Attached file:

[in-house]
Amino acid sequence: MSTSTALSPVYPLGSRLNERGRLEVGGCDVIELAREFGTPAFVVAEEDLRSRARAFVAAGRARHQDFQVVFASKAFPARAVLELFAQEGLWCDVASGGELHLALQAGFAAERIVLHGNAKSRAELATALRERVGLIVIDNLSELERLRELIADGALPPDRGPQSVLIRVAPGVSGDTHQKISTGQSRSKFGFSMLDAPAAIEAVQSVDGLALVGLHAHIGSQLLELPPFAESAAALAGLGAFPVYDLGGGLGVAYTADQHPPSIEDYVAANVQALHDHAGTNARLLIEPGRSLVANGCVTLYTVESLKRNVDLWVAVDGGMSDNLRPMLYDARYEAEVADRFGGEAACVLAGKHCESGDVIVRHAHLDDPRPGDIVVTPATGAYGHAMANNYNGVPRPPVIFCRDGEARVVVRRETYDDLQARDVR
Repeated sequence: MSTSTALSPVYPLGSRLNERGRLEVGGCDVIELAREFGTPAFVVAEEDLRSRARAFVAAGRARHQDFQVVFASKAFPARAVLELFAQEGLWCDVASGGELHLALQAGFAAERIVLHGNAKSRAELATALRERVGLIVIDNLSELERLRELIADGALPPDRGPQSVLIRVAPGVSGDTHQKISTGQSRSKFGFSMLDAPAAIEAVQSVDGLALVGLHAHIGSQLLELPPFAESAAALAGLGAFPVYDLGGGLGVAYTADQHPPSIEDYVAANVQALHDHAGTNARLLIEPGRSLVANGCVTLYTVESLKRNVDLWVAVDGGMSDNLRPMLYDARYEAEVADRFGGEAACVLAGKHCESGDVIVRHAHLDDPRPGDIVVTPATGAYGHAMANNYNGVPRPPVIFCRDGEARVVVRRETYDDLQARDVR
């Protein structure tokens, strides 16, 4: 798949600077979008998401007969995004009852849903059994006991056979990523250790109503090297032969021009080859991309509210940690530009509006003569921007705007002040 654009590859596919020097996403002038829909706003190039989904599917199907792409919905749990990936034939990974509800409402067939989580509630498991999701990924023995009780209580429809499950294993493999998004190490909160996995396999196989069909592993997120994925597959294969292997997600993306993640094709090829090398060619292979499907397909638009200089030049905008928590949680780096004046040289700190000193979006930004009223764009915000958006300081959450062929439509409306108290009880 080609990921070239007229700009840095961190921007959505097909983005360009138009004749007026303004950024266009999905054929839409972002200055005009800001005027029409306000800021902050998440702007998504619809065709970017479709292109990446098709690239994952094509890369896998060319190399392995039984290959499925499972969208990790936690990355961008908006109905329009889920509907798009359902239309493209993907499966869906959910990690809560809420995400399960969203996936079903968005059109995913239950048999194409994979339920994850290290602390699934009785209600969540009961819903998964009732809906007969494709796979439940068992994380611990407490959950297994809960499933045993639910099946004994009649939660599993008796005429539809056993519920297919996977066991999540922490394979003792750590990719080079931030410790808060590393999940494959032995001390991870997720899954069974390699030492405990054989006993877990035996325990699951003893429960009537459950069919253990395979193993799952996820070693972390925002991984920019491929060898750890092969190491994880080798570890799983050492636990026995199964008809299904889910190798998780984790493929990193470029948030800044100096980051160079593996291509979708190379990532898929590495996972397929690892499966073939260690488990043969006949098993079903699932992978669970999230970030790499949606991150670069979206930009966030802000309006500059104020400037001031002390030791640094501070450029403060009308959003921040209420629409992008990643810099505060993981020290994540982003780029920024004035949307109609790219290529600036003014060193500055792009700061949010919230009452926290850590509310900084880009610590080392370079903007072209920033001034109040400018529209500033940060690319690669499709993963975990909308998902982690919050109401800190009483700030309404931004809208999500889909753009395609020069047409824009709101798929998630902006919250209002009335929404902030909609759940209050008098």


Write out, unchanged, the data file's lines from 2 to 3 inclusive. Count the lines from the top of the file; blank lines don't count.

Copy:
Amino acid sequence: MSTSTALSPVYPLGSRLNERGRLEVGGCDVIELAREFGTPAFVVAEEDLRSRARAFVAAGRARHQDFQVVFASKAFPARAVLELFAQEGLWCDVASGGELHLALQAGFAAERIVLHGNAKSRAELATALRERVGLIVIDNLSELERLRELIADGALPPDRGPQSVLIRVAPGVSGDTHQKISTGQSRSKFGFSMLDAPAAIEAVQSVDGLALVGLHAHIGSQLLELPPFAESAAALAGLGAFPVYDLGGGLGVAYTADQHPPSIEDYVAANVQALHDHAGTNARLLIEPGRSLVANGCVTLYTVESLKRNVDLWVAVDGGMSDNLRPMLYDARYEAEVADRFGGEAACVLAGKHCESGDVIVRHAHLDDPRPGDIVVTPATGAYGHAMANNYNGVPRPPVIFCRDGEARVVVRRETYDDLQARDVR
Repeated sequence: MSTSTALSPVYPLGSRLNERGRLEVGGCDVIELAREFGTPAFVVAEEDLRSRARAFVAAGRARHQDFQVVFASKAFPARAVLELFAQEGLWCDVASGGELHLALQAGFAAERIVLHGNAKSRAELATALRERVGLIVIDNLSELERLRELIADGALPPDRGPQSVLIRVAPGVSGDTHQKISTGQSRSKFGFSMLDAPAAIEAVQSVDGLALVGLHAHIGSQLLELPPFAESAAALAGLGAFPVYDLGGGLGVAYTADQHPPSIEDYVAANVQALHDHAGTNARLLIEPGRSLVANGCVTLYTVESLKRNVDLWVAVDGGMSDNLRPMLYDARYEAEVADRFGGEAACVLAGKHCESGDVIVRHAHLDDPRPGDIVVTPATGAYGHAMANNYNGVPRPPVIFCRDGEARVVVRRETYDDLQARDVR